With a mix of condemnation, maneuver, and strategic calculation, Gulf countries are navigating the current crisis.
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At the United Nations General Assembly March 2, Israel, Saudi Arabia, and the United Arab Emirates joined most of the rest of the world in voting for a consensus resolution strongly condemning Russia’s invasion of Ukraine. What’s noteworthy about this development is precisely that it is noteworthy at all. One of the most striking features of the global diplomatic crisis created by Russia’s aggression is that the most long-standing and strategically important U.S. Middle Eastern partners had been quietly but noticeably hedging their bets.
Israel, Saudi Arabia, and the UAE – arguably the three most important and active partners of Washington in the region – all sought to say as little as possible, temper criticism of Russia, and, insofar as possible, stay out of the controversy. This powerful impulse, shared by three very different governments, and the U.S. pressure that was pivotal in inducing them to vote yes at the General Assembly, tell a complex and important story about the evolving U.S. role in the Middle East.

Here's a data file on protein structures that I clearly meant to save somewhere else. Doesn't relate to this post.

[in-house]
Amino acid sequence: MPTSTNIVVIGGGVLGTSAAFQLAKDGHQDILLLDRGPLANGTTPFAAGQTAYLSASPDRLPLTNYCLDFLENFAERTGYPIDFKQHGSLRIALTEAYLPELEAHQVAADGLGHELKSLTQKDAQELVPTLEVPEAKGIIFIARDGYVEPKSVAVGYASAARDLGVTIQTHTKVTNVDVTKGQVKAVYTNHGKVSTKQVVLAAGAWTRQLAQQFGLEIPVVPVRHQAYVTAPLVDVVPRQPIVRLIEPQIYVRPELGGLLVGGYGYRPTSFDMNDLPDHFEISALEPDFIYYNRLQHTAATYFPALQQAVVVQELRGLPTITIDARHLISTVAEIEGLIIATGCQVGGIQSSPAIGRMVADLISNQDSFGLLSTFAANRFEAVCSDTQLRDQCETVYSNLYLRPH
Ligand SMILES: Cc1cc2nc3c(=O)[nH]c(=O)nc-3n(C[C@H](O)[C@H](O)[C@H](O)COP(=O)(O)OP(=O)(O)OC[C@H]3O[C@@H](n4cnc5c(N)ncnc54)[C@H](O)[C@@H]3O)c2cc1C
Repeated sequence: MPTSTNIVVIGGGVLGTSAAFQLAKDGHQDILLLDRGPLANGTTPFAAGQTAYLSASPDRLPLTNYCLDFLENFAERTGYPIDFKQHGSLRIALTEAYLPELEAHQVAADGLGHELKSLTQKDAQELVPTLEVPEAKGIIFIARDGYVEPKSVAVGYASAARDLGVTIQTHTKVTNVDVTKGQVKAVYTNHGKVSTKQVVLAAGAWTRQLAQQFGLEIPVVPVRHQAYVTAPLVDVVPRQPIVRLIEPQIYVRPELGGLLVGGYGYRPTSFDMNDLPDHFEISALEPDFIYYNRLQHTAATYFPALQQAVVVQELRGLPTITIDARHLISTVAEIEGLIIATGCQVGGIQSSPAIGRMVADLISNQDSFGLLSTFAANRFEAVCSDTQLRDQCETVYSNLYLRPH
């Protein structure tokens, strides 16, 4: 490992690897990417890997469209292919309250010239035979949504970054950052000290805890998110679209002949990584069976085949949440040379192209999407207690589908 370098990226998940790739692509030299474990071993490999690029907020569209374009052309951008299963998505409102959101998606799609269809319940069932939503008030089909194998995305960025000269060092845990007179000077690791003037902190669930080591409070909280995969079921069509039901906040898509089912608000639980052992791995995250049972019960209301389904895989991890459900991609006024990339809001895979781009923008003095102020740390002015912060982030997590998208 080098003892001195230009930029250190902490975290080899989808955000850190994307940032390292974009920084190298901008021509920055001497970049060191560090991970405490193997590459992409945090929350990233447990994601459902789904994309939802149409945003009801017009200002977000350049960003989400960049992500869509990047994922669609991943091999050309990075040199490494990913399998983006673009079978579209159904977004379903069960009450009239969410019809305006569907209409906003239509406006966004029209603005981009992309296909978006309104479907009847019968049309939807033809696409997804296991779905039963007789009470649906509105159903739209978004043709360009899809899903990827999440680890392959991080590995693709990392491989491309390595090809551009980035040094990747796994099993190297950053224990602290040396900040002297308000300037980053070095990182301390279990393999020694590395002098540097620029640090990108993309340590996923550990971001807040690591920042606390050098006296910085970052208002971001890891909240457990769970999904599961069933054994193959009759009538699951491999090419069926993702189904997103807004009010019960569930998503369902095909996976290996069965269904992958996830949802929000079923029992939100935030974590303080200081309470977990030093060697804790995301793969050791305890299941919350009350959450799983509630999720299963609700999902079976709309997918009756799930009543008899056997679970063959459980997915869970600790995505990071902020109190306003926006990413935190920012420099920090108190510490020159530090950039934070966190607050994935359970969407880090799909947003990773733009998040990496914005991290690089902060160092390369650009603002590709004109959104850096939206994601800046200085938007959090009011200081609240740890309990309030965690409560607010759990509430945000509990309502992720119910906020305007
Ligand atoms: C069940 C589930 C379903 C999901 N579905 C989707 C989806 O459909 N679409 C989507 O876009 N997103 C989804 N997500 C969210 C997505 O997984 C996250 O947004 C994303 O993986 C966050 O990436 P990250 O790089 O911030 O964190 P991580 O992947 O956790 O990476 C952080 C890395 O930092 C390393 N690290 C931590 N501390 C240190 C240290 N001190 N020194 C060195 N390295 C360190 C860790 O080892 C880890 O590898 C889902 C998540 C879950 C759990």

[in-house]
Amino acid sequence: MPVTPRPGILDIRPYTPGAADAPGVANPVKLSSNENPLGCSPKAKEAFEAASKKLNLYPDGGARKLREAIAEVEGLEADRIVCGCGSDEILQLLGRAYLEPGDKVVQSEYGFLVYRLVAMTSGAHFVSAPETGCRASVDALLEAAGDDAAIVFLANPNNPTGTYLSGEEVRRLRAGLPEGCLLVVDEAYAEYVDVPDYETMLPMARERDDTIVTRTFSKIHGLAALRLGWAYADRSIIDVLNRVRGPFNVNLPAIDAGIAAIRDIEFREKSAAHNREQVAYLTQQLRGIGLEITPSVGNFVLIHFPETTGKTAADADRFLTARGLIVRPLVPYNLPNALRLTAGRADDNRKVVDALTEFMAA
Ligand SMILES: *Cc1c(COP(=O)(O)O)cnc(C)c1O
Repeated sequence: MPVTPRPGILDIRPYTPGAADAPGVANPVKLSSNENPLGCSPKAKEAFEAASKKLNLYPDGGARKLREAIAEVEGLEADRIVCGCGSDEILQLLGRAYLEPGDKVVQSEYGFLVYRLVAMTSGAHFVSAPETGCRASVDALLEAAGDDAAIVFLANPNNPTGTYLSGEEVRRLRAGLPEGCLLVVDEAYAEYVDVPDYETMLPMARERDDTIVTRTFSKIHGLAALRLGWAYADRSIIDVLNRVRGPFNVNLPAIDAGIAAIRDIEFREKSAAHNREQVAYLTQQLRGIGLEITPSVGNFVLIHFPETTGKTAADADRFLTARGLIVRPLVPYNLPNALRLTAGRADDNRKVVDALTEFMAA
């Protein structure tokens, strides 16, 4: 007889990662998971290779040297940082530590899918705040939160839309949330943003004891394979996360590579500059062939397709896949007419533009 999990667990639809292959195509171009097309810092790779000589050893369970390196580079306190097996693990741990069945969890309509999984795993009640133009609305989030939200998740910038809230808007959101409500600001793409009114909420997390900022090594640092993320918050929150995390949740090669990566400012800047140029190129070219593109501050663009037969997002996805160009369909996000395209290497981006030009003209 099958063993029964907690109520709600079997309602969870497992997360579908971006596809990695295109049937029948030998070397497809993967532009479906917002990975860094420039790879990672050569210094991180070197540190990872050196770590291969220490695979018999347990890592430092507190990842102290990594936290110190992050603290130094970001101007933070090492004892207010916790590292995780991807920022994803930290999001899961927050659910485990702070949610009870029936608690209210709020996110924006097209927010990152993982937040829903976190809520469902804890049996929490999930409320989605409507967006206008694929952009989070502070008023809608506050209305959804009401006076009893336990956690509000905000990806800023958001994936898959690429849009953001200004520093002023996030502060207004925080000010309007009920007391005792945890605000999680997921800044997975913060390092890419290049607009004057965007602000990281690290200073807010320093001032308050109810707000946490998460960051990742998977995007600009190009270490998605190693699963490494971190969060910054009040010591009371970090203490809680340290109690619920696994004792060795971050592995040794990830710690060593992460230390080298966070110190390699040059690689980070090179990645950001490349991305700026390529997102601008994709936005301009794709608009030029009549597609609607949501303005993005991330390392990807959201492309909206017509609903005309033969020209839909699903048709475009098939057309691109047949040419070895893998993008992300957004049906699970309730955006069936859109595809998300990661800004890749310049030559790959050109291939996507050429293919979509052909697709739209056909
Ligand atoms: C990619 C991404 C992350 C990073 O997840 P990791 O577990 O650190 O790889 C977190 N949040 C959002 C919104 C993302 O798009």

All three U.S. partners limited or avoided criticism of Russia in the early days of the assault. Saudi Arabia said virtually nothing. Israel issued statements of concern about events in Ukraine but without saying who was doing what. And the UAE continued diplomatic outreach and friendly gestures to Russia while calling for a political solution – implying that Russia has legitimate grievances, and that Ukraine ought to compromise. The UAE position sought to balance that with affirmations of the basic principles of the United Nations, international law, state sovereignty, and a rejection of military solutions. Washington was plainly dissatisfied with all these responses. But why did these countries find it so difficult to unequivocally side with the United States and a united front of its Western allies?